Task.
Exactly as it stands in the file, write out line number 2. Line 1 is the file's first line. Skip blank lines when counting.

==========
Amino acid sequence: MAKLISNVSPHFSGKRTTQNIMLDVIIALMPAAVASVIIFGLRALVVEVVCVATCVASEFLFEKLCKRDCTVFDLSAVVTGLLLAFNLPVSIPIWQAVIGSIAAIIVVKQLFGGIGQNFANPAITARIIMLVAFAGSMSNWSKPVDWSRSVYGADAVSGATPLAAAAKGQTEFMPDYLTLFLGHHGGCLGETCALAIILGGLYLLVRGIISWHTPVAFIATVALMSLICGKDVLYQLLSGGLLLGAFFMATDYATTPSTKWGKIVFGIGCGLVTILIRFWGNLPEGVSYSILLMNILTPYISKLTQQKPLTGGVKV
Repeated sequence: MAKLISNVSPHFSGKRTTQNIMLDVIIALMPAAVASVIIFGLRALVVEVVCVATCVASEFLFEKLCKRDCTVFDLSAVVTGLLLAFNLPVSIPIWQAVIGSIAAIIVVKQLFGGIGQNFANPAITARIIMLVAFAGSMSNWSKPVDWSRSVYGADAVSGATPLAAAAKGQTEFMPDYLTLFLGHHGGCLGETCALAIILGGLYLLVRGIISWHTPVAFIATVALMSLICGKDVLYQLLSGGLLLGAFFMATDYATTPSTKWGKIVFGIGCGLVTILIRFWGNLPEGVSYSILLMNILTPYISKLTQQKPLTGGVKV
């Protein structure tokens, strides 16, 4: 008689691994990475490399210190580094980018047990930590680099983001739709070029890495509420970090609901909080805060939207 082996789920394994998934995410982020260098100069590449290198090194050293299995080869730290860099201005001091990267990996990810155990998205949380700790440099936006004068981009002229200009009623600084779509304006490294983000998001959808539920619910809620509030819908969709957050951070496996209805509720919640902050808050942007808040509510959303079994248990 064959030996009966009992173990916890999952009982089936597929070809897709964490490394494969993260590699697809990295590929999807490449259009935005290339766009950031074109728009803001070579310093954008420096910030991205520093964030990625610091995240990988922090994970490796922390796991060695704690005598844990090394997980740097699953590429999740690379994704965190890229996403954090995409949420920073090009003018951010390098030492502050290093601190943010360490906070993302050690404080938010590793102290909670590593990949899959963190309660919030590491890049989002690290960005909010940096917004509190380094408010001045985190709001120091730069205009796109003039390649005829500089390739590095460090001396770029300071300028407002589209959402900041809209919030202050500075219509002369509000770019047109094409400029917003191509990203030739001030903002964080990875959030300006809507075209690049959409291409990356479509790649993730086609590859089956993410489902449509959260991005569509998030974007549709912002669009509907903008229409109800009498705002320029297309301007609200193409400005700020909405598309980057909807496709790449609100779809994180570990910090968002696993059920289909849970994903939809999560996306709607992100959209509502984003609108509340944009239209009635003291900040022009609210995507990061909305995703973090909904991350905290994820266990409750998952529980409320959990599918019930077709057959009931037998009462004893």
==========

Repeated sequence: MAKLISNVSPHFSGKRTTQNIMLDVIIALMPAAVASVIIFGLRALVVEVVCVATCVASEFLFEKLCKRDCTVFDLSAVVTGLLLAFNLPVSIPIWQAVIGSIAAIIVVKQLFGGIGQNFANPAITARIIMLVAFAGSMSNWSKPVDWSRSVYGADAVSGATPLAAAAKGQTEFMPDYLTLFLGHHGGCLGETCALAIILGGLYLLVRGIISWHTPVAFIATVALMSLICGKDVLYQLLSGGLLLGAFFMATDYATTPSTKWGKIVFGIGCGLVTILIRFWGNLPEGVSYSILLMNILTPYISKLTQQKPLTGGVKV